Florida teen, Willow Tufano, buys foreclosed home for $12,000

Nadine Bells
Good News

Willow Tufano is making the most of the poor housing marking in Florida and just became a home owner at the age of 14.

The Florida teen lives in Port Charlotte, Florida, an area severely hit by the real-estate crisis. Her mother, Shannon Moore, is a real-estate agent who works with investors looking to bid on foreclosed homes.

When Tufano heard about one listing, a two-bedroom, one-bath 647-square-foot home in the neighbourhood selling for just $12,000, she decided to act — and buy.

"I was like, 'What if I bought a house? That would be crazy'," she told NPR.

Twelve-thousand dollars might not seem like much to home buyers, but that's a lot of money for a teenager. So how did the 14-year-old have the funds for such an investment?

Craigslist and ingenuity.

Tufano often tagged along with her mother to foreclosed properties. She saw a business opportunity in the left-behind appliances and furniture inside the homes. She collected and sold the unwanted items online, raking in about $500 a month until she had $6,000 in savings.

Because minors can't legally own real estate in Florida, Tufano split the investment with her mother with the plan to buy out Moore when she turns 18. They purchased the concrete home — worth about $100,000 before the crash — cleaned it up, and started renting it to a young couple for $700 a month.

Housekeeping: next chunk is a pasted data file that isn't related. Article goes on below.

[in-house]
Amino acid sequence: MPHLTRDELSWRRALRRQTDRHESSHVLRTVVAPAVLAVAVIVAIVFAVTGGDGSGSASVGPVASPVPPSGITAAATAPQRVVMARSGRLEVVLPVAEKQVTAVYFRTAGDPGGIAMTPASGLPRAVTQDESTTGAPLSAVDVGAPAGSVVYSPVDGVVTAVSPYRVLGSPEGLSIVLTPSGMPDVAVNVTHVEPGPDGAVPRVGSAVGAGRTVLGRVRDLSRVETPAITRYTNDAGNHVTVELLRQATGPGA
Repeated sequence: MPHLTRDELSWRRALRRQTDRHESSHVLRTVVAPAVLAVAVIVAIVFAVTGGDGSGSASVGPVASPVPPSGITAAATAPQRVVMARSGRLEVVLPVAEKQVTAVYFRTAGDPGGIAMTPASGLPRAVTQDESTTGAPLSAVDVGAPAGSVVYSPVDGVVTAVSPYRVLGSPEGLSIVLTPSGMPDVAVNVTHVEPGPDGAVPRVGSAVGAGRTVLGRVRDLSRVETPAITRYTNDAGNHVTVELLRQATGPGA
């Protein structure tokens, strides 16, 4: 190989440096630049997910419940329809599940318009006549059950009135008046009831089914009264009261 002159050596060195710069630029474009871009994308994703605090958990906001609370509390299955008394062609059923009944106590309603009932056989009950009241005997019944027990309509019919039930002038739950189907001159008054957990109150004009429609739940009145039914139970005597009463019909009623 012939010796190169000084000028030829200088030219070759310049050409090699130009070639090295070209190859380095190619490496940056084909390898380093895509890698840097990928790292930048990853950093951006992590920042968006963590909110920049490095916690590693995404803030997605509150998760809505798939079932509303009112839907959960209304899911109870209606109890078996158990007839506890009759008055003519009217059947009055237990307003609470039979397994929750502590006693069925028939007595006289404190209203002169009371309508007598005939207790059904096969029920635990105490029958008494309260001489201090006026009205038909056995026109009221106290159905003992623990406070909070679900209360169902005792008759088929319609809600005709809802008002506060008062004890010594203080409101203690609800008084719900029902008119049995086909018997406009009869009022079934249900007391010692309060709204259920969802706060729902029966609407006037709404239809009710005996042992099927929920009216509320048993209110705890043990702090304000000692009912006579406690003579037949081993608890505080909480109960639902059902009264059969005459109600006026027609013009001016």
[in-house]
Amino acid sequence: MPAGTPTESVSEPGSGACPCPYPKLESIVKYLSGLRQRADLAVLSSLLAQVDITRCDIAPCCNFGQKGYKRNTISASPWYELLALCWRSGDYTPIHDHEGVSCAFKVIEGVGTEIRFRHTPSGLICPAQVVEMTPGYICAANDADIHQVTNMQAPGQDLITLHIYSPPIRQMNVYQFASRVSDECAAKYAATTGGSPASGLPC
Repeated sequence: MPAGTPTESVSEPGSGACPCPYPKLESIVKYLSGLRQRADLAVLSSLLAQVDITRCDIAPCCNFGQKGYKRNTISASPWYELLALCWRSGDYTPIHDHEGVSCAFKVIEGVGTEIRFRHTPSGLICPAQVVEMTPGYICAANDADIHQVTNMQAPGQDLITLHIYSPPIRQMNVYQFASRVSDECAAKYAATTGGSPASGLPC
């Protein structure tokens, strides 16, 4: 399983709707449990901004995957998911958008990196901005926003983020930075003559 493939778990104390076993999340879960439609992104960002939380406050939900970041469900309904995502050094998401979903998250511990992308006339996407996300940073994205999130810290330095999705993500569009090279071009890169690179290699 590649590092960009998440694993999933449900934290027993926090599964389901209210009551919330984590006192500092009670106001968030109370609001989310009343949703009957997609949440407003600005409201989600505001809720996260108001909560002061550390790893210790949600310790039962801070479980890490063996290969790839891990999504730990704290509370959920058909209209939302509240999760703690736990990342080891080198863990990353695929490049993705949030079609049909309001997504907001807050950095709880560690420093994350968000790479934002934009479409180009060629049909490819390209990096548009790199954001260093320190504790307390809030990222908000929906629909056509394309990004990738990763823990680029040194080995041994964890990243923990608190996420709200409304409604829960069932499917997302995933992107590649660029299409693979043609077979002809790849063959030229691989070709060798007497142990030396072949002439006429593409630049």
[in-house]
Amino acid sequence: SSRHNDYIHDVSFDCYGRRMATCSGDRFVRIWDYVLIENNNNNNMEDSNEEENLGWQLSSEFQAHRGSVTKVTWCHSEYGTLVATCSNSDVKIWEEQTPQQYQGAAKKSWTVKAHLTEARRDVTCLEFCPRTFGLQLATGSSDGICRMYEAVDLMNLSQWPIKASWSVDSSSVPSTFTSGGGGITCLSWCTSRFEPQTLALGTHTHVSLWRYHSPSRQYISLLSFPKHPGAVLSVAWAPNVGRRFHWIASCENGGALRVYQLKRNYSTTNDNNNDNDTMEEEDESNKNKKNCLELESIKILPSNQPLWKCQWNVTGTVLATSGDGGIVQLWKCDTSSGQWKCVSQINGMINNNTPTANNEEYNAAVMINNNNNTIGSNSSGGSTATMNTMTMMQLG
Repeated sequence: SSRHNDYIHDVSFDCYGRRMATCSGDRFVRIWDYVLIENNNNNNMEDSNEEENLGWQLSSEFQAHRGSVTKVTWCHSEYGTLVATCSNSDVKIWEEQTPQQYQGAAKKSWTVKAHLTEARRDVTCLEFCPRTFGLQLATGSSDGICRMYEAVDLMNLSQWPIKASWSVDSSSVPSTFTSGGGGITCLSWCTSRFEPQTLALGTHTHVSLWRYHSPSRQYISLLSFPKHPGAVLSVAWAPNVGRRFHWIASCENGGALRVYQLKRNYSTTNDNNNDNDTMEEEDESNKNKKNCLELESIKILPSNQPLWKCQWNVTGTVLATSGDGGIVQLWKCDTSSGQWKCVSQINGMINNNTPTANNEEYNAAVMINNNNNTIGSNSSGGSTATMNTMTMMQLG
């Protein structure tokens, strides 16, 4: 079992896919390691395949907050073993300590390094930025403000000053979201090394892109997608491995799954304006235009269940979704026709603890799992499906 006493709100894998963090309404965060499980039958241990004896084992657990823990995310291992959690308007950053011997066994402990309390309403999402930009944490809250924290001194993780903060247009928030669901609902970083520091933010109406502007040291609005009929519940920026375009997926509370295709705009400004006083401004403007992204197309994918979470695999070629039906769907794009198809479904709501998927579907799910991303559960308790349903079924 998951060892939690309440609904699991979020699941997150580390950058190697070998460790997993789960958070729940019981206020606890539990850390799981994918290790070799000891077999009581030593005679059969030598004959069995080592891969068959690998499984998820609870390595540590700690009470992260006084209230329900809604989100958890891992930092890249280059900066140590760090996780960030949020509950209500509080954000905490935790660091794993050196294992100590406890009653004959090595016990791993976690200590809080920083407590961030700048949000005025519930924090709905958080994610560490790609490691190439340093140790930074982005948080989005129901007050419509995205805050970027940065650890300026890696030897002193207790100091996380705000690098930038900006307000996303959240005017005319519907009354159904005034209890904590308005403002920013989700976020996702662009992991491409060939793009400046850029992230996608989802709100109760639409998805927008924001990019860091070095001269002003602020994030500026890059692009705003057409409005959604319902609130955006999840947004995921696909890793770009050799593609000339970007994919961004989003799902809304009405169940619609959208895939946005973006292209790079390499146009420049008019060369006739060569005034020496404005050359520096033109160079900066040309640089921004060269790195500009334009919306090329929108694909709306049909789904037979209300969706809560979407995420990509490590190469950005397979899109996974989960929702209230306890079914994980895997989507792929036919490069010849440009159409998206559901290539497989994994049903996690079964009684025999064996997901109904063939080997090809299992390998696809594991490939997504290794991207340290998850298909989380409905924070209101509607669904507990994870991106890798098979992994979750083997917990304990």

"If there's one thing I want people to know, it's that your age does not matter," the mini mogul told ABC News. "If I can inspire another person my age, younger, that would mean the world. Whether it's buying a house, buying a car, or whatever. If you really work for it and put your mind to it you can do what you want to do."

She's now considering saving for a second house, with greater sights set on a career in investing:

"I'm not so sure about real estate," Tufano said. "But investing is really cool. You get to see a property that was a mess before and afterward see that it's beautiful. I suppose with real estate you can connect with people more, but I would probably prefer investing."